• Discounted rate mortgages are based on the lender’s standard variable rate, but with a discount applied for a fixed period of time. The best discounted rate is usually slightly better the best fixed-rate deal, but with the caveat that your monthly repayments could go up or down.

    Obviously, the main risk of a variable-rate mortgage is that your monthly repayments could go up dramatically in the (unlikely) scenario of a major interest rate hike.

    Help to Buy and other government schemes

    There are currently three main government schemes aimed at helping first-time buyers purchase their first property: Help to Buy: Equity Loan, Help to Buy ISAs and Help to Buy: Shared Ownership.

    Help to Buy: Equity Loan

    The Help to Buy: Equity Loan is a government loan aimed at first-time buyers and home movers with a minimum 5% deposit. The government can lend up to 20% of the property value, which is fee-free for the first five years only. Your 5% cash deposit combined with the 20% loan means you can apply for a 75% LTV mortgage. Without the loan, you’d be limited to 95% mortgages which have higher interest rates.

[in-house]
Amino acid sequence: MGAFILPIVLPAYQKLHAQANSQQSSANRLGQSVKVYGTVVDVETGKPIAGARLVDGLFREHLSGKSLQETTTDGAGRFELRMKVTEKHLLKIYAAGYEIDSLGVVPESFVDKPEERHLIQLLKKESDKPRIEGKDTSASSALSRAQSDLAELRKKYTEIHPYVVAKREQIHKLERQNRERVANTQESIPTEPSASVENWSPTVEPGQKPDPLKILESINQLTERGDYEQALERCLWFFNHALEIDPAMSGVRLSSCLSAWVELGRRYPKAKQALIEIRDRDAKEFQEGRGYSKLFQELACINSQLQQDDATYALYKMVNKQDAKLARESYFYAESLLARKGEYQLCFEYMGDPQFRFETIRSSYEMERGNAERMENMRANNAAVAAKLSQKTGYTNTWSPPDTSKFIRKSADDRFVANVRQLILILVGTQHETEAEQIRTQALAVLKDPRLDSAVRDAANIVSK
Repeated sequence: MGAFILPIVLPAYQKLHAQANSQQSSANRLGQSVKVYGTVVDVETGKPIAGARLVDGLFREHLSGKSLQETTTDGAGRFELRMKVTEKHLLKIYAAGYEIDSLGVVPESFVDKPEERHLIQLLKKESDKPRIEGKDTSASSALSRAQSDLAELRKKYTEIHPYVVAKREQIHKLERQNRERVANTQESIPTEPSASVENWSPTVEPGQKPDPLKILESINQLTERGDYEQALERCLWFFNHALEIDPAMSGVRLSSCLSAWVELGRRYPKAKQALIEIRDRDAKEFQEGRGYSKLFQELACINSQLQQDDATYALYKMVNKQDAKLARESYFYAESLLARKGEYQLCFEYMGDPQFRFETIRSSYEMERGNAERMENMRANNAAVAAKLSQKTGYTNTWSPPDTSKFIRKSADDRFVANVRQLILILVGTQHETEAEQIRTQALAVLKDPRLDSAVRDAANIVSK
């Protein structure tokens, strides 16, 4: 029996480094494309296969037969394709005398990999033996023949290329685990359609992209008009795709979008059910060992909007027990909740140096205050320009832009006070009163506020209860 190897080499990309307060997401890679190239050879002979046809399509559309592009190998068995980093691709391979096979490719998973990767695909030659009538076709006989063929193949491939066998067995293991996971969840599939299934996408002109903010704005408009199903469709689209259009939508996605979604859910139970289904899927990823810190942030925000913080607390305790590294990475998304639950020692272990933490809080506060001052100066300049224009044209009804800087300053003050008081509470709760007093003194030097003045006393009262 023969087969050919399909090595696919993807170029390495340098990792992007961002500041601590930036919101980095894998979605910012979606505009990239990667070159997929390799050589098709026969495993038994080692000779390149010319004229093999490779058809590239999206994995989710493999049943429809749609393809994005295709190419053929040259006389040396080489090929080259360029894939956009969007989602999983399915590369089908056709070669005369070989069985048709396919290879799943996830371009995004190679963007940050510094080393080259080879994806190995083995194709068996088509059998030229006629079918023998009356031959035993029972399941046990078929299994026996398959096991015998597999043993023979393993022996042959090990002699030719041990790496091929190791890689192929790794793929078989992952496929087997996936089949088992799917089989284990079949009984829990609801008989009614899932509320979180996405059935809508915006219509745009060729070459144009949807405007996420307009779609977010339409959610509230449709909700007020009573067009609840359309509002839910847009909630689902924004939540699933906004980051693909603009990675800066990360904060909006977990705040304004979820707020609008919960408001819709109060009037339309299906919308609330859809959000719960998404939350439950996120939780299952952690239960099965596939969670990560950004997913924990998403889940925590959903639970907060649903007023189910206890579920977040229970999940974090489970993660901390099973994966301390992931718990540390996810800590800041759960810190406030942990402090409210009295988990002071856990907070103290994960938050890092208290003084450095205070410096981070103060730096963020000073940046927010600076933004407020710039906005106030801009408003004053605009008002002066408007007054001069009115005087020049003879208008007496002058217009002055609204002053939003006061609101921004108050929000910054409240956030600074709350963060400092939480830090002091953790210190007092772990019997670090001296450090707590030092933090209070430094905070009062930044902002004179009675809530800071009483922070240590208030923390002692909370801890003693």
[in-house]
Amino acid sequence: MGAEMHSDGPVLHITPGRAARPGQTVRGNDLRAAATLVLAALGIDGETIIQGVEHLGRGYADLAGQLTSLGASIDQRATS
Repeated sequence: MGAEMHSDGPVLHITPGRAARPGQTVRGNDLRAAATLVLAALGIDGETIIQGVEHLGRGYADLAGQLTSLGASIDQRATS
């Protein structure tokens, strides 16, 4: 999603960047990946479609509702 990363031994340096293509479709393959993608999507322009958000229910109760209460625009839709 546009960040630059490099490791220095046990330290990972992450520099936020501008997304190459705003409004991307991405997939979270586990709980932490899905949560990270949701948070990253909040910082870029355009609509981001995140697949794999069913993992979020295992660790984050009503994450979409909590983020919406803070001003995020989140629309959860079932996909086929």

The scheme is solely available on new-build properties and is open in its current form until April 2021. From then until March 2023, it’ll only be available to first-time buyers and will include regional property price caps.

    Help to Buy ISA

    Help to Buy ISAs work much the same way as your typical cash ISA except that the government will boost your savings by 25%.

    That means that for every £200 you save (the monthly maximum, apart from the first month where you can deposit £1,200), the government adds £50. The maximum bonus you can get is £3,000, which you won’t receive until you withdraw the cash for your new home deposit.

    Help to Buy: Shared Ownership

    With the Shared Ownership scheme, you have the option to buy between 25% and 75% of the property – and pay rent on the remaining share that you don’t own. On new builds, you pay rent to the property developer – on resold social housing, the housing association owns the rest.

    You can purchase the remainder of the property but will need to pay the current market value for it. So, if your home’s gone up in value (which you’d hope it would), you’ll end up buying it at an escalated price.